“I went through the CDC data, because I kept hearing about new infections, but I was like, ‘Why aren’t they talking about deaths?’ ” Trump Jr. said. “Oh, because the number is almost nothing. Because we’ve gotten control of this thing, we understand how it works. They have the therapeutics to be able to deal with this.”
Trump Jr. appears to have conflated two figures: the number of new deaths and the death rate, as a percentage of covid-19 cases. The raw number of new deaths has held fairly steady in recent months, with the seven-day average hovering at around 800 in the past week, according to data tracked by The Washington Post.
Medical advances and less-crowded hospitals, meanwhile, appear to have reduced the death rate from the early days of the pandemic — but scientists warn that it’s not clear whether that’s a long-term trend, The Post previously reported. As cases surge across the United States, fatalities are often a lagging data point for CDC researchers, and reports can be incomplete in capturing the actual rate at which people are dying from the virus and its complications.
Physicians are also fearful that the latest burst in new cases, including a record 89,940 on Thursday, will lead to a greater number of deaths in the coming weeks, according to the New York Times.
“This is still a high death rate, much higher than we see for flu or other respiratory diseases,” Leora Horwitz, director of NYU Langone’s Center for Healthcare Innovation and Delivery Science, told the Times about the current death rate. “I don’t want to pretend this is benign.”
“If you look at my Instagram,” he said, “it’s gone to almost nothing.”
At least 1,063 people in the United States died of the novel coronavirus Thursday, the second-highest daily total for October, and 5,668 have died in the past seven days. This week has also featured two consecutive days of more than 1,000 deaths, marking the second time that has happened in as many weeks, according to The Post’s coronavirus tracker.
The discussion on Fox was sparked by an earlier segment on CNN, when Sanjay Gupta advised President Trump’s supporters not to attend his rallies. Gupta, the network’s chief medical correspondent, reported that new coronavirus cases had increased 82 percent of the time in counties that hosted a total of 17 rallies for the president between August and September. The infection rate in those counties had also climbed at a faster clip than the overall rate for their state, CNN reported.
Gupta noted that if anyone had been to one of Trump’s outdoor rallies, which have attracted thousands of maskless supporters not adhering to social distancing recommendations, they should assume they have been exposed to the coronavirus and quarantine for 14 days.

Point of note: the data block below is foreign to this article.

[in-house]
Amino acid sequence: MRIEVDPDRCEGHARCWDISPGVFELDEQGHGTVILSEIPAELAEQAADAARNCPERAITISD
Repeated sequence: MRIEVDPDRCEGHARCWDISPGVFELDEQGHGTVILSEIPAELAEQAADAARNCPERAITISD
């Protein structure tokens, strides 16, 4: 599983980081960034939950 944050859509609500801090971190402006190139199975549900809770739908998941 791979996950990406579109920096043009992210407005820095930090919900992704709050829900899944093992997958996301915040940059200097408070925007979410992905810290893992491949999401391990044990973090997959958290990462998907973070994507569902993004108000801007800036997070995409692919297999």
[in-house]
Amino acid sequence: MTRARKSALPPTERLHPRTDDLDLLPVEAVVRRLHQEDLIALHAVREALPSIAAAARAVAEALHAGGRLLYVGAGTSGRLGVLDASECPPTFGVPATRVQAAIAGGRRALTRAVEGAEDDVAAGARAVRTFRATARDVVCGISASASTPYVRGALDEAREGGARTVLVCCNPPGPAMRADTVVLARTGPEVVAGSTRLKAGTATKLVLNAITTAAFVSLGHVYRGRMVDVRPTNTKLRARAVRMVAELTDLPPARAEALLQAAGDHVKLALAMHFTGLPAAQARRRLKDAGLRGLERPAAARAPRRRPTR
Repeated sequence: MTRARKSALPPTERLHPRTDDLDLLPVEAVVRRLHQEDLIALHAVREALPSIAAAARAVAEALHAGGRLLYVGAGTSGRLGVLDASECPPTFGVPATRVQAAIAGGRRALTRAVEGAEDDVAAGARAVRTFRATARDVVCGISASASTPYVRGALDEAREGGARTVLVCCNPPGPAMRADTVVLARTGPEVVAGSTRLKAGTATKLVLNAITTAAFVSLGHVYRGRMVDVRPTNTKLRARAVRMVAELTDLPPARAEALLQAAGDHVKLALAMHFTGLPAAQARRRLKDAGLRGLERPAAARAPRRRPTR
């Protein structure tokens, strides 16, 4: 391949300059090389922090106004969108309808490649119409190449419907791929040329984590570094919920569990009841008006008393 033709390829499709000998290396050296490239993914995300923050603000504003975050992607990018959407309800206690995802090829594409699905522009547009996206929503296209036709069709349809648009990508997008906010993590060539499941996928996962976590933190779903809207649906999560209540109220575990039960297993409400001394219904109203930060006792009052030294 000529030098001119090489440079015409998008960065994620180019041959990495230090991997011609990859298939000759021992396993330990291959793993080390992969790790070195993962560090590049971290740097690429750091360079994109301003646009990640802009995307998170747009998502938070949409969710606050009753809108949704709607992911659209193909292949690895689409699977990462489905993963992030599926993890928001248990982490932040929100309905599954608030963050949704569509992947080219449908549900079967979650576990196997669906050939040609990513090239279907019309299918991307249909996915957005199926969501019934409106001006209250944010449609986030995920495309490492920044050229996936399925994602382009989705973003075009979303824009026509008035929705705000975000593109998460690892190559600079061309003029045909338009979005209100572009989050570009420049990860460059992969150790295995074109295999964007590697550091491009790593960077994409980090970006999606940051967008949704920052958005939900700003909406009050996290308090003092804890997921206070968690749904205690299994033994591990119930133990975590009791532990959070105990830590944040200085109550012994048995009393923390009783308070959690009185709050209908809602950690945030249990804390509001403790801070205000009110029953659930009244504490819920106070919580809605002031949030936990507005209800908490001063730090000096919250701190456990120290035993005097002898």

“Don’t go to these rallies,” Gupta said. “Look, just about anywhere in the country now, if you go to a gathering that’s several hundred people, it’s without a doubt the virus is attending that rally with you.”
On Fox, Ingraham said that Gupta’s words, along with Minnesota’s covid-19 guidelines capping the number of attendees at the president’s planned Friday rally to 250 people, was “a part of a larger media effort” to discourage attendance at Trump rallies. The president later tweeted his displeasure over the Minnesota limitations.
“Don, is he kidding me?” Ingraham asked Trump Jr., referring to Gupta. “They are pulling out all the stops. Now the virus is attending the rally. Apparently, they’re waving flags, too.” She added later, “A tragedy is not a reason to take people away from their candidate.” Trump Jr. scoffed at Gupta, calling him a “moron.”
Trump Jr.’s claim that death rates were now at “almost nothing,” captured in a clip that had been viewed more than 2 million times as of early Friday, prompted a strong response from critics and medical experts.
Alexis C. Madrigal, a staff writer at the Atlantic, concluded that Trump Jr.'s statement “may result from a common misinterpretation of CDC provisional death counts,” noting that incomplete data for recent weeks would incorrectly show deaths to be in decline.
Ashish K. Jha, a physician and the dean of the Brown University School of Public Health, suggested that the claim showed a lack of empathy.
“I realize I am naive,” Jha tweeted. “But I’m still shocked by the casualness by which our political and media leaders and their families dismiss the daily deaths of nearly a thousand Americans.”
Marisa Iati contributed to this report.